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Tail of the Blue Bird (thoughts)

January 13, 2011

Mysteries are one of my very favourite genre, and since I also love to read internationally, as soon as I heard about Tail of the Blue Bird by Nii Ayikwei Parkes I knew I had to get my hands on it. I honestly can’t remember where I heard about it, though; I ILLed it much earlier this year from my previous library system but didn’t notice how early the due date was and went out of town without bringing it with me (fortunately, my dad was still at home to return it to the library!). I was annoyed, but imagined attempting to ILL the same title twice would be frowned upon, so I waited until I was in a new library system to put in my second request. And this time I made sure to read it before the due date, which wasn’t really difficult, since it’s a slim book! And it was worth the hassle; I loved it.

This isn’t really a whodunnit kind of book, more of a crime novel I suppose. The mistress of a powerful Ghana minister stumbles across a freaky pile of flesh in a hut in a small village; that minister demands an accounting of the case and as things trickle down Kayo Odamtten, recently returned to Accra after earning a forensics degree in the UK, gets drawn into the case. He packs up his kit with all of the modern technology one would expect of the CSI age, only to find that in this village the old ways might be the only way of getting to the bottom of the mystery. Kayo himself is a marvelous character; he is at ease with traditions, so he immediately knows how to connect with the villagers, and he really loves Ghana, despite his disdain at the corruption present (similar to how I feel about my own country!). Parkes’ writing style was wonderful too: his uses vivid imagery, and the way he mixed in words from Ghanaian languages and dialects with ‘standard’ English worked perfectly. The plot kept me going: I was as curious as Kayo to hear the whole story from the villagers, and I loved the way supernatural elements were inextricably bound up with the storytelling. While Parkes leaves it up to readers to fill in some blanks, I found the ending quite satisfying.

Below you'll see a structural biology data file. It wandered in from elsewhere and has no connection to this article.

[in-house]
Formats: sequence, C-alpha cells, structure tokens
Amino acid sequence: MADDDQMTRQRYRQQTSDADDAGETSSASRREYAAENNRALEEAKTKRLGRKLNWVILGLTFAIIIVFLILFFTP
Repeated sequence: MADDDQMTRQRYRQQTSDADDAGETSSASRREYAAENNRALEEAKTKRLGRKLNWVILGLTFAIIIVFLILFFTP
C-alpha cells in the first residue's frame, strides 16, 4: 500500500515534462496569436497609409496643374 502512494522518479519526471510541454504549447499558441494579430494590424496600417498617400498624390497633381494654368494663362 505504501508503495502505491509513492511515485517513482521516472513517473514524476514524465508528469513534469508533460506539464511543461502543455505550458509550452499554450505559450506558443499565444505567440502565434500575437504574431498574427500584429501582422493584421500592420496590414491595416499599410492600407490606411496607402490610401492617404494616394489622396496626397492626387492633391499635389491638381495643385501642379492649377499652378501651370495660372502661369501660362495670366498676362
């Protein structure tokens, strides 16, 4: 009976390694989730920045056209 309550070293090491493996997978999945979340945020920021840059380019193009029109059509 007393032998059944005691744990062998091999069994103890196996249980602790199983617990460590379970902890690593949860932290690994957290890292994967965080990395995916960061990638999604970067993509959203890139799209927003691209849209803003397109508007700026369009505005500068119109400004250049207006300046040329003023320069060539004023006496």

This is a book populated by men, and while there is an occasional flash of misogynism (very early, one of the villagers says: “Sebi, our village is like a vagina. Those on the inside have no problems with it; those on the outside think it stinks.”), I didn’t feel unwelcome reading it; the narrative tone itself is neither misogynistic or chauvinistic (I say that to reassure women readers, like myself, who might shy away from crime books written by men). Parkes strikes me as an author unwilling to settle for simple, black-and-white views; while we see the women in the village through the eyes of men, the different male characters have different attitudes. The stories Kayo hears include powerful women as well as victimised ones, and I was really able to connect with the book rather than feeling like an outsider. At the end of the day, I think that’s the greatest strength of Tail of the Blue Bird: the reader is immediately drawn in to the world of the book. There isn’t that feeling one sometimes comes across in novels by international authors aimed at Western audiences that the culture has been exoticised and is being spoon-fed to the reader. Parkes had a story to tell, one that was intimately connected with the place and culture he grew up in, and so he told it.